97 Indiana Law Journal 1007 (2022)
The Supreme Court first addressed the ministerial exemption in a 2012 case, Hosanna-Tabor Evangelical Lutheran Church and School v. EEOC. The ministerial exemption is a defense that religious employers can invoke in discrimination cases brought by employees who qualify as “ministerial,” and it is rooted in the First Amendment principle that government cannot interfere in a church’s choice of minister. However, Hosanna-Tabor did not set out a test to determine which employees are covered by this exemption, and the decision was susceptible to a reading that the category was narrow. In 2020, the Court again took up the ministerial exemption, this time staking out a broad test that will cover swaths of teachers at religious schools, among others.
This Article explores the costs to employees of the ministerial exemption— especially those who have no idea that they will not have legal recourse if their employer discriminates against them based on a protected characteristic. It closes by raising the possibility that state legislatures could adopt measures intended to blunt these costs, either by helping to close the information gap, or by addressing head-on the costs of discrimination without remedy.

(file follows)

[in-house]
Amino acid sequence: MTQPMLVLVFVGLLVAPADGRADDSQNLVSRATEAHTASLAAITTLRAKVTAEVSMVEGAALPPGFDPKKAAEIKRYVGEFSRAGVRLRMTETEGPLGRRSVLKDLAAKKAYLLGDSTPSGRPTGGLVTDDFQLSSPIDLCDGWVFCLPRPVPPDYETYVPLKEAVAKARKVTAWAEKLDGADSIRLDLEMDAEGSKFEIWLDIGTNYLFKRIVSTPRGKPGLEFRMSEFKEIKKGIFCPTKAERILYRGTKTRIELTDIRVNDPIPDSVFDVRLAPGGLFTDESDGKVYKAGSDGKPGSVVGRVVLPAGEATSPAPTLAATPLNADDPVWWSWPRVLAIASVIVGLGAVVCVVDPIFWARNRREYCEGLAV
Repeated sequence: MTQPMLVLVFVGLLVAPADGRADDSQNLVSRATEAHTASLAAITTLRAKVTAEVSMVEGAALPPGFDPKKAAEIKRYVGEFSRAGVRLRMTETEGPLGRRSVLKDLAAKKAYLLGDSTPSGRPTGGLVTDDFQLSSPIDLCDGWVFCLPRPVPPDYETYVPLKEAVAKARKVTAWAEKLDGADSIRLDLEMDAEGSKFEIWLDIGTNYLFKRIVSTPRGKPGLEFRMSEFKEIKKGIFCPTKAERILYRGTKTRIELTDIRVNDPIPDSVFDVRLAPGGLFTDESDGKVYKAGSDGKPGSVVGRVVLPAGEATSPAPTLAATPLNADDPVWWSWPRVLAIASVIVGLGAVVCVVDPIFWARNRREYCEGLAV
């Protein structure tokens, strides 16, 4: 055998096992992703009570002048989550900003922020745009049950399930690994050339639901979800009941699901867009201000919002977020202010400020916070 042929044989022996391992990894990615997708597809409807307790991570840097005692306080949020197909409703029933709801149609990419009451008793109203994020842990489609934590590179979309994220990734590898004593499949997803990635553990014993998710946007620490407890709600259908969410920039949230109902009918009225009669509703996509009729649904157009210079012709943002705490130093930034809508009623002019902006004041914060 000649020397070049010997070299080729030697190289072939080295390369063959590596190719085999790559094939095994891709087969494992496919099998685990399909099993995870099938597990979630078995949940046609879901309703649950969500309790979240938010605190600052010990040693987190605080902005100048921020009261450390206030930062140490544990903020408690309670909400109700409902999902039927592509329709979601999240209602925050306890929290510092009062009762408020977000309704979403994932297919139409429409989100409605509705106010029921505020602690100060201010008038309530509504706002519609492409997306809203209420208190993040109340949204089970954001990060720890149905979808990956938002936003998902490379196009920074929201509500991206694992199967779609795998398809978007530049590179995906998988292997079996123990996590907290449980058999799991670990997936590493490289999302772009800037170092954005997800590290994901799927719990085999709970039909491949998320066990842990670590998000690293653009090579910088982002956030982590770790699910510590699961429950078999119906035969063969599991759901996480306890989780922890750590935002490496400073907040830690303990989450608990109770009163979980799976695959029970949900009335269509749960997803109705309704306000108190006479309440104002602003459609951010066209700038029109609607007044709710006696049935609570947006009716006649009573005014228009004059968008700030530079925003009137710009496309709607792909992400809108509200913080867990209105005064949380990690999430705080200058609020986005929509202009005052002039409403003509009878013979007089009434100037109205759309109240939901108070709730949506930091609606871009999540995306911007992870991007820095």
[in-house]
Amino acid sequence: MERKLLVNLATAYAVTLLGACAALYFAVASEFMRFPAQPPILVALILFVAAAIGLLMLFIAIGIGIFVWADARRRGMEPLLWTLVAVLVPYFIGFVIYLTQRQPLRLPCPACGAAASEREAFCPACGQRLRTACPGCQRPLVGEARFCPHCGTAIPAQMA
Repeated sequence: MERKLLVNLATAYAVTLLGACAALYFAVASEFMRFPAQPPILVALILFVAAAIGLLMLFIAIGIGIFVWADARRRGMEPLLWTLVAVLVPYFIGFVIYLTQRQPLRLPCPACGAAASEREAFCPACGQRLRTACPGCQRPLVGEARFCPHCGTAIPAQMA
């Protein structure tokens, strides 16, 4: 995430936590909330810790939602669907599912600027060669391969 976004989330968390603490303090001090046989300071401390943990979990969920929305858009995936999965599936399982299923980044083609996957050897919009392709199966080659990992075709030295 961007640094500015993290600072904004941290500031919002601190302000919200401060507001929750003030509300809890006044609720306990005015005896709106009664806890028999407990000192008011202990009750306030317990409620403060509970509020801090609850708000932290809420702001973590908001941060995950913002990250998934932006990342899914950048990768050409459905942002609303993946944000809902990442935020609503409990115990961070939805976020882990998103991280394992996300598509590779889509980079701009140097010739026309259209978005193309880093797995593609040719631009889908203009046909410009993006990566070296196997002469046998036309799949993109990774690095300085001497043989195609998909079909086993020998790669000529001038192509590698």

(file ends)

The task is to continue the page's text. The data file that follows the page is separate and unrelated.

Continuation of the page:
"Ministerial Employees and Discrimination Without Remedy,"
Indiana Law Journal: Vol. 97:
3, Article 7.
Available at: https://www.repository.law.indiana.edu/ilj/vol97/iss3/7